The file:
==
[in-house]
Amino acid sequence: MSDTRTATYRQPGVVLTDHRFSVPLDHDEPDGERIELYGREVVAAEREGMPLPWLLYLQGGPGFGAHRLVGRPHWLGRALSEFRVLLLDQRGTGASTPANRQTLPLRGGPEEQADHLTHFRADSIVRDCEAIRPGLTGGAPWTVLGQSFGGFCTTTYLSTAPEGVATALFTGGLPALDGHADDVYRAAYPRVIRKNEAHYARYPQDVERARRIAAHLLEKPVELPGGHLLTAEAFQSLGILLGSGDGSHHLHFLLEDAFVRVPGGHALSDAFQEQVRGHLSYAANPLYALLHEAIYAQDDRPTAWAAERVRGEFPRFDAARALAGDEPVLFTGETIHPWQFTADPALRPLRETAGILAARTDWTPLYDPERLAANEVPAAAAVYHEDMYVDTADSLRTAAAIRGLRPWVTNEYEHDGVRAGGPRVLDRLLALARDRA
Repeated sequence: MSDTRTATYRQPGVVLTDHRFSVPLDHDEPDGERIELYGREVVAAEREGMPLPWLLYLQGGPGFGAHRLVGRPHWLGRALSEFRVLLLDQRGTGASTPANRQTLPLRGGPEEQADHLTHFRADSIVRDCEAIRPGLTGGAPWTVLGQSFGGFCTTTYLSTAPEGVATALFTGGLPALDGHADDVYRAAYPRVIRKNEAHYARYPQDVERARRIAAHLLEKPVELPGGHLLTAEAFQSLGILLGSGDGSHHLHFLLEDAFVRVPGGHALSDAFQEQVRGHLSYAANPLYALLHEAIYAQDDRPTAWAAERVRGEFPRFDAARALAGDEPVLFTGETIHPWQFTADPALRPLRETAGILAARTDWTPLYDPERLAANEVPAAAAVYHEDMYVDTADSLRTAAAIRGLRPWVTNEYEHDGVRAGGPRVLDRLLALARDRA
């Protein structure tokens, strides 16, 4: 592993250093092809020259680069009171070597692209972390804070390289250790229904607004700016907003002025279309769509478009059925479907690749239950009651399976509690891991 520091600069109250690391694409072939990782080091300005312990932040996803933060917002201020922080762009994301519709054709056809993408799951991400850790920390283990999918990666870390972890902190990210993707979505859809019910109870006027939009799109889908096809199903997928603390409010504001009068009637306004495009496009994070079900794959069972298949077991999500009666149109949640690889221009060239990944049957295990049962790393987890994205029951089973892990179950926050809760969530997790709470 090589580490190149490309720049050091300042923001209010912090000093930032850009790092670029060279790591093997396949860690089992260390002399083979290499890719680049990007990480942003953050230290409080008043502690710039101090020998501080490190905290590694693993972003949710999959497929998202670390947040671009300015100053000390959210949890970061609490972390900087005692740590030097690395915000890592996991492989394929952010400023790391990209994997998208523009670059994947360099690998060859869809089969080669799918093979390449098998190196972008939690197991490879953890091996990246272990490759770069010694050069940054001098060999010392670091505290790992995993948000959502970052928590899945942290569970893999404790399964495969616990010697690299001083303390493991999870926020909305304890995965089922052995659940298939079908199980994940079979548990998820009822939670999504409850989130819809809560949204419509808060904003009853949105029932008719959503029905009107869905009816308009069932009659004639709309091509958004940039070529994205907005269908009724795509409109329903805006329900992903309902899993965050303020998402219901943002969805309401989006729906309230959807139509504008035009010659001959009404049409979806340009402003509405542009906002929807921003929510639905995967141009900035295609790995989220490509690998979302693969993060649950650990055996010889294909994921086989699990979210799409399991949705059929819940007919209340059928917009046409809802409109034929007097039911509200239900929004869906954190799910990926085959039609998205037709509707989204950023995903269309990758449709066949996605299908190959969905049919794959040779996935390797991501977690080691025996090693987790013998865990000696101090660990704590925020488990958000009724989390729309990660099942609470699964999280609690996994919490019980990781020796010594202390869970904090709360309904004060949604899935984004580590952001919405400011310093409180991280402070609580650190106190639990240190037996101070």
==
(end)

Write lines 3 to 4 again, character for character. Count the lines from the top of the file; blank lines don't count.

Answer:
Repeated sequence: MSDTRTATYRQPGVVLTDHRFSVPLDHDEPDGERIELYGREVVAAEREGMPLPWLLYLQGGPGFGAHRLVGRPHWLGRALSEFRVLLLDQRGTGASTPANRQTLPLRGGPEEQADHLTHFRADSIVRDCEAIRPGLTGGAPWTVLGQSFGGFCTTTYLSTAPEGVATALFTGGLPALDGHADDVYRAAYPRVIRKNEAHYARYPQDVERARRIAAHLLEKPVELPGGHLLTAEAFQSLGILLGSGDGSHHLHFLLEDAFVRVPGGHALSDAFQEQVRGHLSYAANPLYALLHEAIYAQDDRPTAWAAERVRGEFPRFDAARALAGDEPVLFTGETIHPWQFTADPALRPLRETAGILAARTDWTPLYDPERLAANEVPAAAAVYHEDMYVDTADSLRTAAAIRGLRPWVTNEYEHDGVRAGGPRVLDRLLALARDRA
């Protein structure tokens, strides 16, 4: 592993250093092809020259680069009171070597692209972390804070390289250790229904607004700016907003002025279309769509478009059925479907690749239950009651399976509690891991 520091600069109250690391694409072939990782080091300005312990932040996803933060917002201020922080762009994301519709054709056809993408799951991400850790920390283990999918990666870390972890902190990210993707979505859809019910109870006027939009799109889908096809199903997928603390409010504001009068009637306004495009496009994070079900794959069972298949077991999500009666149109949640690889221009060239990944049957295990049962790393987890994205029951089973892990179950926050809760969530997790709470 090589580490190149490309720049050091300042923001209010912090000093930032850009790092670029060279790591093997396949860690089992260390002399083979290499890719680049990007990480942003953050230290409080008043502690710039101090020998501080490190905290590694693993972003949710999959497929998202670390947040671009300015100053000390959210949890970061609490972390900087005692740590030097690395915000890592996991492989394929952010400023790391990209994997998208523009670059994947360099690998060859869809089969080669799918093979390449098998190196972008939690197991490879953890091996990246272990490759770069010694050069940054001098060999010392670091505290790992995993948000959502970052928590899945942290569970893999404790399964495969616990010697690299001083303390493991999870926020909305304890995965089922052995659940298939079908199980994940079979548990998820009822939670999504409850989130819809809560949204419509808060904003009853949105029932008719959503029905009107869905009816308009069932009659004639709309091509958004940039070529994205907005269908009724795509409109329903805006329900992903309902899993965050303020998402219901943002969805309401989006729906309230959807139509504008035009010659001959009404049409979806340009402003509405542009906002929807921003929510639905995967141009900035295609790995989220490509690998979302693969993060649950650990055996010889294909994921086989699990979210799409399991949705059929819940007919209340059928917009046409809802409109034929007097039911509200239900929004869906954190799910990926085959039609998205037709509707989204950023995903269309990758449709066949996605299908190959969905049919794959040779996935390797991501977690080691025996090693987790013998865990000696101090660990704590925020488990958000009724989390729309990660099942609470699964999280609690996994919490019980990781020796010594202390869970904090709360309904004060949604899935984004580590952001919405400011310093409180991280402070609580650190106190639990240190037996101070």